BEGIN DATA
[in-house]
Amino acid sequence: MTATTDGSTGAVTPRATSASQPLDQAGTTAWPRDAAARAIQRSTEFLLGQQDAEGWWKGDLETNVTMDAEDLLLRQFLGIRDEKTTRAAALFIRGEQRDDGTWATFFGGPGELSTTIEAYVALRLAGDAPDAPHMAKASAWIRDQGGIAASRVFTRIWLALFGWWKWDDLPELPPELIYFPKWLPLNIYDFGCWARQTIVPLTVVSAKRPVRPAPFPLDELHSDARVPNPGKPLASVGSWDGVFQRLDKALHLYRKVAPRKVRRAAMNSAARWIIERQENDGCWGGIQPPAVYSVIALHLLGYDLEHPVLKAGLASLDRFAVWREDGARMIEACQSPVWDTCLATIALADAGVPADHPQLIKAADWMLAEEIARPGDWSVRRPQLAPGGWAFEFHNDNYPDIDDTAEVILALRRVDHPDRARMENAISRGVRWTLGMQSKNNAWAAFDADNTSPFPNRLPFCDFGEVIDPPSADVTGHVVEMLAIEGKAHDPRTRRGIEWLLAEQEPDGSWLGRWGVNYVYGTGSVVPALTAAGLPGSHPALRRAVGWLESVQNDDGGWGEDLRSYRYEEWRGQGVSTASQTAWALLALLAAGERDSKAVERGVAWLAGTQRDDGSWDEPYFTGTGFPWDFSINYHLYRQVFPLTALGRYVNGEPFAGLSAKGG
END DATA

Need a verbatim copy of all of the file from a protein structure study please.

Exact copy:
[in-house]
Amino acid sequence: MTATTDGSTGAVTPRATSASQPLDQAGTTAWPRDAAARAIQRSTEFLLGQQDAEGWWKGDLETNVTMDAEDLLLRQFLGIRDEKTTRAAALFIRGEQRDDGTWATFFGGPGELSTTIEAYVALRLAGDAPDAPHMAKASAWIRDQGGIAASRVFTRIWLALFGWWKWDDLPELPPELIYFPKWLPLNIYDFGCWARQTIVPLTVVSAKRPVRPAPFPLDELHSDARVPNPGKPLASVGSWDGVFQRLDKALHLYRKVAPRKVRRAAMNSAARWIIERQENDGCWGGIQPPAVYSVIALHLLGYDLEHPVLKAGLASLDRFAVWREDGARMIEACQSPVWDTCLATIALADAGVPADHPQLIKAADWMLAEEIARPGDWSVRRPQLAPGGWAFEFHNDNYPDIDDTAEVILALRRVDHPDRARMENAISRGVRWTLGMQSKNNAWAAFDADNTSPFPNRLPFCDFGEVIDPPSADVTGHVVEMLAIEGKAHDPRTRRGIEWLLAEQEPDGSWLGRWGVNYVYGTGSVVPALTAAGLPGSHPALRRAVGWLESVQNDDGGWGEDLRSYRYEEWRGQGVSTASQTAWALLALLAAGERDSKAVERGVAWLAGTQRDDGSWDEPYFTGTGFPWDFSINYHLYRQVFPLTALGRYVNGEPFAGLSAKGG